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GO JUP SSD DERIVED ELECTRON FLUX V1.0 (PDS)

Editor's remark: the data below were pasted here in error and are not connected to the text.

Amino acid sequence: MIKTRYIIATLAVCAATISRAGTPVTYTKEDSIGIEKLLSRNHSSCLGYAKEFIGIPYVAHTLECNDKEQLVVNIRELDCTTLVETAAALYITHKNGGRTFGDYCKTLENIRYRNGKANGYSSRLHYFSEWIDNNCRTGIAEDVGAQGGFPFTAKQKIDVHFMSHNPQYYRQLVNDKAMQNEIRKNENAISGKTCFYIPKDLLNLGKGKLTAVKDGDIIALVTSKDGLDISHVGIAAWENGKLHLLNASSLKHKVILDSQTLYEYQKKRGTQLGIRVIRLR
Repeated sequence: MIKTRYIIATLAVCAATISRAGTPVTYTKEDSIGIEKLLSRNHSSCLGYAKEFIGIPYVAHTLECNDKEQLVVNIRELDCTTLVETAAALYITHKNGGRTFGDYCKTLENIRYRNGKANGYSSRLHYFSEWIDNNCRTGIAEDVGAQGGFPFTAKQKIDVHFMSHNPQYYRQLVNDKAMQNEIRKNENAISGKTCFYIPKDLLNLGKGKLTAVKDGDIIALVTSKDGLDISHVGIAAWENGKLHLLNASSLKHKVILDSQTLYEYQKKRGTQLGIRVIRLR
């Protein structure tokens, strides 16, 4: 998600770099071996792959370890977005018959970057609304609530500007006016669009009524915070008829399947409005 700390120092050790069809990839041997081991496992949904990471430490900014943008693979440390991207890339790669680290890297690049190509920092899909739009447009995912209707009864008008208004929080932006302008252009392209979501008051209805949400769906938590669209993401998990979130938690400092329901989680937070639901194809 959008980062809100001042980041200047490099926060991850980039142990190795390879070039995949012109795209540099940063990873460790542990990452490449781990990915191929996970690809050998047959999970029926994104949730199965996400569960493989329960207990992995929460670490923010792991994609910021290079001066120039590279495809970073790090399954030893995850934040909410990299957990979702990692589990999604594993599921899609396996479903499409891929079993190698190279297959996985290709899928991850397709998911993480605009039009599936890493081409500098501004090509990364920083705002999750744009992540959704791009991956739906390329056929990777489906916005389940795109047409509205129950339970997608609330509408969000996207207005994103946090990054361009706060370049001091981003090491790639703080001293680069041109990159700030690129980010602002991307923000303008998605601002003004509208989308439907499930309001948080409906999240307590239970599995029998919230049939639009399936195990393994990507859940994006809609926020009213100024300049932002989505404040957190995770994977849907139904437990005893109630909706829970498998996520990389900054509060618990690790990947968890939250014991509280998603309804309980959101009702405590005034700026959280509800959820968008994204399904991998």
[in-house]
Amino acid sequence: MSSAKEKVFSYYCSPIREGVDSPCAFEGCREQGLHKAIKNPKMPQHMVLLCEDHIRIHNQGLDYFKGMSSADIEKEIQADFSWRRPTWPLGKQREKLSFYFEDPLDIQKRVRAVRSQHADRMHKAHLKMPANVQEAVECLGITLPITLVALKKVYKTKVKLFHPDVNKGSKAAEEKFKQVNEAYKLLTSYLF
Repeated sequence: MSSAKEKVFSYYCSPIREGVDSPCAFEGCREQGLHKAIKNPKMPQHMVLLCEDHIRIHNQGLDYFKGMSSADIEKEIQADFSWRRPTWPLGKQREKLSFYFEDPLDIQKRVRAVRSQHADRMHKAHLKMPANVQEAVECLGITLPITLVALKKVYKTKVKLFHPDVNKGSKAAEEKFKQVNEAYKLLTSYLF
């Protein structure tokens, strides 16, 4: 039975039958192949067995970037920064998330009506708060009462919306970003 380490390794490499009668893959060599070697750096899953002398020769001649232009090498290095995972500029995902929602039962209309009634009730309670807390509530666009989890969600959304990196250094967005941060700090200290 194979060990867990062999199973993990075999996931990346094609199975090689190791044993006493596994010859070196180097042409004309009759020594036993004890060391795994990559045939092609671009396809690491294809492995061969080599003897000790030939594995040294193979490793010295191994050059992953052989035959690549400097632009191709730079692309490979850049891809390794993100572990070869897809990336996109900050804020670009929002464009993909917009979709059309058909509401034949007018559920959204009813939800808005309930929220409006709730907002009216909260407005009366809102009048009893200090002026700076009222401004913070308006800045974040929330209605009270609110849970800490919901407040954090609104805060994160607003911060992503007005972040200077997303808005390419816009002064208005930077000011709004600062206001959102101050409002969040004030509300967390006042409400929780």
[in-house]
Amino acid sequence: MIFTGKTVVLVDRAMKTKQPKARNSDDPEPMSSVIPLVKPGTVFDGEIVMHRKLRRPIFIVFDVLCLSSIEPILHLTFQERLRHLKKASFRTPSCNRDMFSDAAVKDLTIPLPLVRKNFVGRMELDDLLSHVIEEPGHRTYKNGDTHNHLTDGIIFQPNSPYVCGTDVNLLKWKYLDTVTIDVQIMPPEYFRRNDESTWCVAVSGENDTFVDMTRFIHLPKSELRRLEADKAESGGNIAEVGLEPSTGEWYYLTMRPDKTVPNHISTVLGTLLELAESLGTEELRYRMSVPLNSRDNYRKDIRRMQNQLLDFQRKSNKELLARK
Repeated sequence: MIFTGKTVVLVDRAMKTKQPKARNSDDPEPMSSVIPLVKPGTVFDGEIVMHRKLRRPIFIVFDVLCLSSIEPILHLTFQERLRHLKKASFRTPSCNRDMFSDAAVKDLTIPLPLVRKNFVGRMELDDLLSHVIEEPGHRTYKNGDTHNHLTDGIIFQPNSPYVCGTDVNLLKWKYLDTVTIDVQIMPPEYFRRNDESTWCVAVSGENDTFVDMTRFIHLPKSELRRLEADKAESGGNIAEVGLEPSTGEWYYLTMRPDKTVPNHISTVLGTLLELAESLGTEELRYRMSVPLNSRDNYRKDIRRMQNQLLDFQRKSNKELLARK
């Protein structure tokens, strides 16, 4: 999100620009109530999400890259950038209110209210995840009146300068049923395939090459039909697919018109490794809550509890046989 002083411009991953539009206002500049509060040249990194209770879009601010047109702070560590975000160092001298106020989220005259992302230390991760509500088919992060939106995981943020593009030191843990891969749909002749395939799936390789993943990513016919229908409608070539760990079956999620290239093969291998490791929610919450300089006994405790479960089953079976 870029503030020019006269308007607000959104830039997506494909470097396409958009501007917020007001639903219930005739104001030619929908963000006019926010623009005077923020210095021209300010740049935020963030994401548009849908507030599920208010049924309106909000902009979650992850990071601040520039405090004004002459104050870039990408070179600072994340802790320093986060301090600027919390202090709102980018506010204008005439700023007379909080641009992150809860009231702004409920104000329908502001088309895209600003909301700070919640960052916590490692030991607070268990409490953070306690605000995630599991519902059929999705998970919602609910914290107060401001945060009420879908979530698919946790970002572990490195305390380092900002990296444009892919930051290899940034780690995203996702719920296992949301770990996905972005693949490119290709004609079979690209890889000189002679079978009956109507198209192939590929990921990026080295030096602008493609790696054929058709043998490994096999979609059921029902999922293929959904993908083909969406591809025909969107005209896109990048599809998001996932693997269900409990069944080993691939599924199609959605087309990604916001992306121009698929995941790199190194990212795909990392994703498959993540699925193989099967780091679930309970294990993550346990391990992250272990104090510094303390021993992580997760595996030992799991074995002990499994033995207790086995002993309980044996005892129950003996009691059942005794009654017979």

NSSDCA ID: PSFP-00306

Availability: Archived at NSSDC, accessible from elsewhere

Description